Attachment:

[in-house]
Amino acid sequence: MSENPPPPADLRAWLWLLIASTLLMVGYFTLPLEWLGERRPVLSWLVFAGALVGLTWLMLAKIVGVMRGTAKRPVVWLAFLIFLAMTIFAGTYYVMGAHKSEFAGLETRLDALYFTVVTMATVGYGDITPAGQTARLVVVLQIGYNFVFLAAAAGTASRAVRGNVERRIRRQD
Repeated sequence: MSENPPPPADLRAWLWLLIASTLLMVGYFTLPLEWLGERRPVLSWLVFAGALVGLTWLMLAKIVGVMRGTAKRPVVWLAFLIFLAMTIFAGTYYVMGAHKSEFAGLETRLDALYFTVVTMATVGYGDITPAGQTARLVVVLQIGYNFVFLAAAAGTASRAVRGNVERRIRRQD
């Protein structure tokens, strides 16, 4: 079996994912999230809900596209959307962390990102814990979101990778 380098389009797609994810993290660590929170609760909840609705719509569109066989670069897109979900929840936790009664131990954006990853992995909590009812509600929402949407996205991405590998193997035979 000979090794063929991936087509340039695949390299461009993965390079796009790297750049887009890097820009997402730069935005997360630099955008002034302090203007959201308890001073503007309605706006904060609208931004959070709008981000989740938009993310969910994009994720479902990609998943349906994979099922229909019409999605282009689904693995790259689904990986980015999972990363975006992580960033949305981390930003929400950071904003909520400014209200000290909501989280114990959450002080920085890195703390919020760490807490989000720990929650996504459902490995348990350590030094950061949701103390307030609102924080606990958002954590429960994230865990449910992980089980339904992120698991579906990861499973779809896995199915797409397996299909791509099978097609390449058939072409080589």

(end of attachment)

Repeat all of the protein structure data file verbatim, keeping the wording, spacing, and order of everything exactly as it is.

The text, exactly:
[in-house]
Amino acid sequence: MSENPPPPADLRAWLWLLIASTLLMVGYFTLPLEWLGERRPVLSWLVFAGALVGLTWLMLAKIVGVMRGTAKRPVVWLAFLIFLAMTIFAGTYYVMGAHKSEFAGLETRLDALYFTVVTMATVGYGDITPAGQTARLVVVLQIGYNFVFLAAAAGTASRAVRGNVERRIRRQD
Repeated sequence: MSENPPPPADLRAWLWLLIASTLLMVGYFTLPLEWLGERRPVLSWLVFAGALVGLTWLMLAKIVGVMRGTAKRPVVWLAFLIFLAMTIFAGTYYVMGAHKSEFAGLETRLDALYFTVVTMATVGYGDITPAGQTARLVVVLQIGYNFVFLAAAAGTASRAVRGNVERRIRRQD
């Protein structure tokens, strides 16, 4: 079996994912999230809900596209959307962390990102814990979101990778 380098389009797609994810993290660590929170609760909840609705719509569109066989670069897109979900929840936790009664131990954006990853992995909590009812509600929402949407996205991405590998193997035979 000979090794063929991936087509340039695949390299461009993965390079796009790297750049887009890097820009997402730069935005997360630099955008002034302090203007959201308890001073503007309605706006904060609208931004959070709008981000989740938009993310969910994009994720479902990609998943349906994979099922229909019409999605282009689904693995790259689904990986980015999972990363975006992580960033949305981390930003929400950071904003909520400014209200000290909501989280114990959450002080920085890195703390919020760490807490989000720990929650996504459902490995348990350590030094950061949701103390307030609102924080606990958002954590429960994230865990449910992980089980339904992120698991579906990861499973779809896995199915797409397996299909791509099978097609390449058939072409080589």